The cash bonus pool swelled to $26.7 billion in 2013, pushing the
average cash bonus to $164,530, a post-2008 high in a industry
shrunk by the financial crisis, according to the New York state
comptroller's annual estimate.
The increased payouts came as Wall Street posted a fifth consecutive
year of profits after record losses during the crisis. Profits for
broker-dealer operations of New York Stock Exchange member firms,
however, fell 30 percent to $16.7 billion in 2013, the report said.
"Wall Street navigated through some rough patches last year and had
a profitable year in 2013. Securities industry employees took home
significantly higher bonuses on average," Comptroller Thomas
DiNapoli said in a statement.
The comptroller's report provides early hard estimates of the bonus
pool for security industry employees in New York City during the
traditional December-to-March bonus season.
The estimate is not an exact view of 2013 bonuses because it
reflects cash bonuses and deferred pay from which taxes have been
withheld. The estimate does not include stock options or other forms
of deferred compensation. Bonuses paid to employees outside New York
City are not included in the estimate.
The comptroller's office compiles estimates on Wall Street bonuses
because of their importance to state and city tax revenues. The
report estimates that New York City gained $3.8 billion in taxes
from the securities industry in fiscal year 2013, 27 percent more
than in the previous year and the second highest level on record.
It also estimates that city tax revenues could be $100 million
higher than forecast in the city's budget because the budget assumed
a 5 percent decline in the bonus pool.
The securities industry accounted for 8.5 percent of the city's tax
revenues during the 2013 fiscal year, below its peak of 11 percent
prior to the 2007-2009 recession.
New York state collected $10.3 billion in taxes from Wall Street
during the financial year, accounting for about 16 percent of all
state tax revenues. That compares to 20 percent before the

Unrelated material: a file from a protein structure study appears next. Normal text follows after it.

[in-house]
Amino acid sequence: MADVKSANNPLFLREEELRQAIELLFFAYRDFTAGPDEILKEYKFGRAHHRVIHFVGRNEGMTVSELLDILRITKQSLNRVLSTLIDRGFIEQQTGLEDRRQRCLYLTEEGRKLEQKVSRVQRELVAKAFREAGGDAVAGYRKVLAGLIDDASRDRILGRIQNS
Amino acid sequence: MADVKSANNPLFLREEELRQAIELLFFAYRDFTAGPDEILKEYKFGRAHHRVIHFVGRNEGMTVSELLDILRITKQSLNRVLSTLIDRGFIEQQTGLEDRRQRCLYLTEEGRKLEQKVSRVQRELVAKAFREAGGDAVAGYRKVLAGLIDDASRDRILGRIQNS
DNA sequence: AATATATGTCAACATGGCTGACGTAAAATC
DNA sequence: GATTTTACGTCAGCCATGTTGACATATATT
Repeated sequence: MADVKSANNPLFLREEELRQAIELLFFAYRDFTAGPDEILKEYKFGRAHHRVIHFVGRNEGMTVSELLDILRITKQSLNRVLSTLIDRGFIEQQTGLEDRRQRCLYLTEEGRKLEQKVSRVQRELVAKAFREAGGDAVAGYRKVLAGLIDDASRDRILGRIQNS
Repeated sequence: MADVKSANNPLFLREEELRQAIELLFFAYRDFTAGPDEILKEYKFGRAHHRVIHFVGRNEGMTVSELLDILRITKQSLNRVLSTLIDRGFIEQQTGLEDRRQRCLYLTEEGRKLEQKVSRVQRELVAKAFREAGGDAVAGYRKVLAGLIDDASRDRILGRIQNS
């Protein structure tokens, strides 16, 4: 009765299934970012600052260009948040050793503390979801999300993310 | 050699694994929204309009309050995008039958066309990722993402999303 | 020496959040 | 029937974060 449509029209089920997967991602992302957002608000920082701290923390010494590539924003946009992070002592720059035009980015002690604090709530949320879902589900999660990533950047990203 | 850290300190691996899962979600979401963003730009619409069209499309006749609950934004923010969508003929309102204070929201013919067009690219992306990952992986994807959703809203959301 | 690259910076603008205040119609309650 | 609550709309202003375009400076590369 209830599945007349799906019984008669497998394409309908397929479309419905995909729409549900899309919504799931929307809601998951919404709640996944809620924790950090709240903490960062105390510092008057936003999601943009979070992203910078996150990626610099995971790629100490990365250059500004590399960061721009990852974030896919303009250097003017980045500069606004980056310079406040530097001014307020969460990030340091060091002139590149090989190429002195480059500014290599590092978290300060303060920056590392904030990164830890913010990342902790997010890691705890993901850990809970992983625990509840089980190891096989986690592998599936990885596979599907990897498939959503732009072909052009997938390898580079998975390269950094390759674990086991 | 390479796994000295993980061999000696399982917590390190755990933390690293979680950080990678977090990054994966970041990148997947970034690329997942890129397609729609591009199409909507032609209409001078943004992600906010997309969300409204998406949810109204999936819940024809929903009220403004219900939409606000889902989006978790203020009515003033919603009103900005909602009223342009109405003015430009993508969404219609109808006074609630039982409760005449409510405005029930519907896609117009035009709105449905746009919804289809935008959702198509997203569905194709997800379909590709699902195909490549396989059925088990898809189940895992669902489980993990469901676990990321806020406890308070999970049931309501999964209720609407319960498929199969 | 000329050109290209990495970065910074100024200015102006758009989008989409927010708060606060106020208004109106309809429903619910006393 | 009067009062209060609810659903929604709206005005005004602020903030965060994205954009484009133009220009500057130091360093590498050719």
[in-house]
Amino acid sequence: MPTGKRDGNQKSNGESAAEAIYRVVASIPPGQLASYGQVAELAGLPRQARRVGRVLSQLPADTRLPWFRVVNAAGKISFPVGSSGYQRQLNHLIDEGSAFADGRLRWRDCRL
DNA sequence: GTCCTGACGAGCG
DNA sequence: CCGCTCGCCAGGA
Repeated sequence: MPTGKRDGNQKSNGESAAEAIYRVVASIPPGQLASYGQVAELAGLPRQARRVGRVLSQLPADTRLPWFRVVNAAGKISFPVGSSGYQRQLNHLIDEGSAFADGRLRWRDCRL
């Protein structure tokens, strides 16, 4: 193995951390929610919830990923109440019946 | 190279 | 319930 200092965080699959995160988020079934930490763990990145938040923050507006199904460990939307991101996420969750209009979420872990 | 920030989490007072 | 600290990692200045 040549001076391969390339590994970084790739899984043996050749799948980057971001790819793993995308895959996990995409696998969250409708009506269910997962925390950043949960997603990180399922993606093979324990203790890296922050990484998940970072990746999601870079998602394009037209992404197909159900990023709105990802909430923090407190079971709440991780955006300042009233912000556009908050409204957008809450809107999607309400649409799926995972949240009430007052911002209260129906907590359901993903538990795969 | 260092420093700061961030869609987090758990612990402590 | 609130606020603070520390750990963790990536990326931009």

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Regulation in the securities industry has gone through major changes
since the financial crisis, with firms deferring more bonuses. Over
the last two years the bonus pool has jumped 44 percent, lifted by
compensation deferred from prior years, the report said.
The crisis also led to a significantly smaller securities industry
in New York. The report estimates the industry employed 165,200
workers at the end of 2013, 12.6 less than before the crisis.
DiNapoli said that employment in the industry has likely stabilized.
Bonuses in the financial industry have been a highly contentious
issue since the financial crisis. Bill de Blasio, New York City's
first Democrat mayor in twenty years, took office this year after
campaigning on income inequality.
The average salary in the securities industry, not including
bonuses, was $360,700 in 2012, the latest year for which data is
available. That was more than five times higher than the average
$69,200 salary for other private sector jobs, the report said.
Wall Street accounted for 22 percent of private sector wages in New
York City in 2012 but only 5 percent of private sector jobs,
according to the report.
The Institute for Policy Studies, a left-leaning think-tank, pointed
out that Wall Street's $26.7 billion bonus pool would be enough to
more than double the pay of all the federal minimum wage workers in
the United States, who number over a million.
(Reporting by Edward Krudy; editing by W
Simon, Meredith Mazzilli, Paul Simao and Cynthia Osterman)
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